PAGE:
Wartsila to supply 56 MW worth of engines to Kansas municipal

Wärtsilä said March 4 that it has been contracted to supply a 56-MW Smart Power Generation power plant to Coffeyville Municipal Light and Power (CMLP) in Kansas.

The project consists of three gas-fired Wärtsilä 50SG engines and it is scheduled to start commercial operation in January 2017.

“Our current units take 6–8 hours to full load. We need much more flexibility in the Southwest Power Pool (SPP) market. We like the fact that Wärtsilä engines can go to full power in less than 10 minutes. That makes us much more competitive,” CMLP Director Gene Ratzlaff said.

The SPP launched a real-time electricity spot market in March 2014. In the real-time market, electricity prices are very volatile. Fast-starting engines can be used to capture unexpected price spikes, realizing profits in the dynamic dispatch market. During the first year of the real-time market, some of the existing Smart Power Generation plants in the SPP region have seen 10-fold increases in running hours, said Wärtsilä.

According to a new white paper by Wärtsilä and Ascend Analytics, an engine-based power plant can make 740% more profit in the SPP market than a competing solution, which would be an open cycle gas turbine. This is due to the fact that engines can follow electricity prices more rapidly and efficiently than gas turbines. The comparison was made against real market prices from March to September 2014.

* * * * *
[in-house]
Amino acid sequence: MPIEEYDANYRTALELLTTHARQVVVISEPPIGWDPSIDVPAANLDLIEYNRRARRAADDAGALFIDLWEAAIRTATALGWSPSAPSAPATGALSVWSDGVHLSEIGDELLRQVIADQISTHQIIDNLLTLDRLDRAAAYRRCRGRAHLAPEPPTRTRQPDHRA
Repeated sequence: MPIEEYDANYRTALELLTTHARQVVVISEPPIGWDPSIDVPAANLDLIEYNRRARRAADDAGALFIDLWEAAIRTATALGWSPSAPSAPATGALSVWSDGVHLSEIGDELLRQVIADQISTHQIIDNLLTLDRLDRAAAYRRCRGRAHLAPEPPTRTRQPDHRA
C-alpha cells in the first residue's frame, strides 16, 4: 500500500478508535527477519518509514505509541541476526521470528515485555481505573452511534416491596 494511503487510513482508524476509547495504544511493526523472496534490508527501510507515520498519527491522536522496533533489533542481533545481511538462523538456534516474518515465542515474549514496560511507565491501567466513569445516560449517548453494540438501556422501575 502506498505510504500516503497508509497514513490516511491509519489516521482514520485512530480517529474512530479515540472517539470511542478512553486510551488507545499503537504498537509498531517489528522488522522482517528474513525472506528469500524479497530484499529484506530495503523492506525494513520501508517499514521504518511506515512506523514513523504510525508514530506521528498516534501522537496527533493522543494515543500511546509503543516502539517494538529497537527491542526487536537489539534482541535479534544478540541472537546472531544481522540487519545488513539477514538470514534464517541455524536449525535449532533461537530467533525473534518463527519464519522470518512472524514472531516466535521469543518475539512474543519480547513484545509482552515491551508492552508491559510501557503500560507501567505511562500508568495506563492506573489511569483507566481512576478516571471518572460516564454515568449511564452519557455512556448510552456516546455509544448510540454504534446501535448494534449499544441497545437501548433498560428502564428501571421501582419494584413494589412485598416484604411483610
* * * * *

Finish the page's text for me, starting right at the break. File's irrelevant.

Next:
In Coffeyville, the new power station will provide peaking power and support for wind energy. “We have so much wind power that if the wind stops blowing, you can lose hundreds of megawatts of power. Fast capacity is needed to compensate the loss,” Ratzlaff said

In a March 6 e-mail to GenerationHub, Ratzlaff said these engines will constitute a new generating facility located at the city’s Industrial Park.

Wärtsilä noted that it has over 2,500 MW of installed capacity in the United States. Wärtsilä Power Plants is a leading global supplier of flexible baseload power plants of up to 600 MW operating on various gaseous and liquid fuels. Its portfolio includes unique solutions for peaking, reserve and load-following power generation, as well as for balancing intermittent power production. Wärtsilä Power Plants also provides LNG terminals and distribution systems.

The minutes for the Feb. 10 meeting of the Coffeyville City Commission show that Wärtsilä was one of three bidders for this business and that the commission approved a contract to be awarded to the company for three 18.6-MW engine sets for an amount not to exceed $29.6 million. The Stillwater Utility Authority handled the bidding process.

The minutes also show that the commission approved an amendment to a power purchase agreement with the Grand River Dam Authority for a contract term beginning Jan. 1, 2017, with the Wärtsilä engines to be part of that agreement.

About Barry Cassell 20414 Articles
Barry Cassell is Chief Analyst for GenerationHub covering coal and emission controls issues, projects and policy. He has covered the coal and power generation industry for more than 24 years, beginning in November 2011 at GenerationHub and prior to that as editor of SNL Energy’s Coal Report. He was formerly with Coal Outlook for 15 years as the publication’s editor and contributing writer, and prior to that he was editor of Coal & Synfuels Technology and associate editor of The Energy Report. He has a bachelor’s degree from Central Michigan University.